I suddenly became THAT mom at Target with the tantruming toddler. The mom people write flowery articles about and open letters to. That was me. She went ramrod straight every time I tried to put her in the cart. My arms were aching and I couldn't hold her any longer. She refused to walk. She threw herself on the floor screaming and flailing. She had never been this unruly in public before. It happens to every mom, but this was the first time for me My face was burning and I was drenched in nervous sweat. I hauled her to the checkout counter to buy that Christmas tree and nothing that was on my list of needs. She was momentarily appeased by the sticker the cashier gave her, but when I went to put her coat on, it started all over again. I found myself near the doors, trying to force a coat on my wailing daughter, and since my emotions were already on thin ice, I gave in and burst into tears too. An older mom walked up to me and told me to hang in there and that she was on my team. I felt like I was living one of those articles on the internet, and it made me cry even harder because it sucked, but also because I really loved that woman for encouraging me when I needed it most.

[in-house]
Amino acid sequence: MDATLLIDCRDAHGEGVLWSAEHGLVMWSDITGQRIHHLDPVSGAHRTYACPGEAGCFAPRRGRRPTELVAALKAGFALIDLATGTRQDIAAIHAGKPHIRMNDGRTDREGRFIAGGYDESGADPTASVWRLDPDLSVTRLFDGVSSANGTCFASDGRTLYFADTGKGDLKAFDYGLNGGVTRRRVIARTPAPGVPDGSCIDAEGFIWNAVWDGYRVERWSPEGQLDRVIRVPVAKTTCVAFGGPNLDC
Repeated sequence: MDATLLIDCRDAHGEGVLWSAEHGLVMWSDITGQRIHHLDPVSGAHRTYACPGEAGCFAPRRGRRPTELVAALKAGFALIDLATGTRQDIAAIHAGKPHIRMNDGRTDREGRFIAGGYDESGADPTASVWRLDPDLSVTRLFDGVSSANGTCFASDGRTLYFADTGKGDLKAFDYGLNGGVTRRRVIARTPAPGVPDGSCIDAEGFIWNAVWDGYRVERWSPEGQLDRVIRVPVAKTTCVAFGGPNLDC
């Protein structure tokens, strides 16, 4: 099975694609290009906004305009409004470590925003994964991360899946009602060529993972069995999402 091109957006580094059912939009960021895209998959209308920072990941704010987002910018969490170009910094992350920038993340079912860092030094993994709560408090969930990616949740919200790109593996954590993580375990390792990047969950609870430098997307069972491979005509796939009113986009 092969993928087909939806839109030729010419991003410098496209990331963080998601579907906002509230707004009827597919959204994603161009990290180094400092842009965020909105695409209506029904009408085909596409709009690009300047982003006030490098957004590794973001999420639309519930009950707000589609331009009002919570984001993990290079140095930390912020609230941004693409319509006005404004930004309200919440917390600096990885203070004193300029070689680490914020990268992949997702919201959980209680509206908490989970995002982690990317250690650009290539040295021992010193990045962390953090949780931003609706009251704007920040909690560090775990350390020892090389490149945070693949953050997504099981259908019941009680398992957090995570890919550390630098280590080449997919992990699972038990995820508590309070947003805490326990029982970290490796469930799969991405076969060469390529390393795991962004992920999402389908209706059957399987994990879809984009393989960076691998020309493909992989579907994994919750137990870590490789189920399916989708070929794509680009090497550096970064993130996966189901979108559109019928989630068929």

We walked out to the car, past the giant red Target balls, to which Gracie screamed "blue balls! blue balls!" The tantrums started again when I wouldn't let her climb on them. The last thing we needed was more germs, especially after the girl in the Starbucks line looked like she had chicken pox. On the way to the car, I realized I couldn't find the keys. I searched for 10 minutes in the whipping 20 degree wind with tears rolling down my face while trying to keep Gracie from walking into the street. I finally found them in the pocket of the coat I had been too distracted to put on. Once we got home, I spilled what was left of my coffee in the parking lot.
I swore right then and there to never leave the house with her again.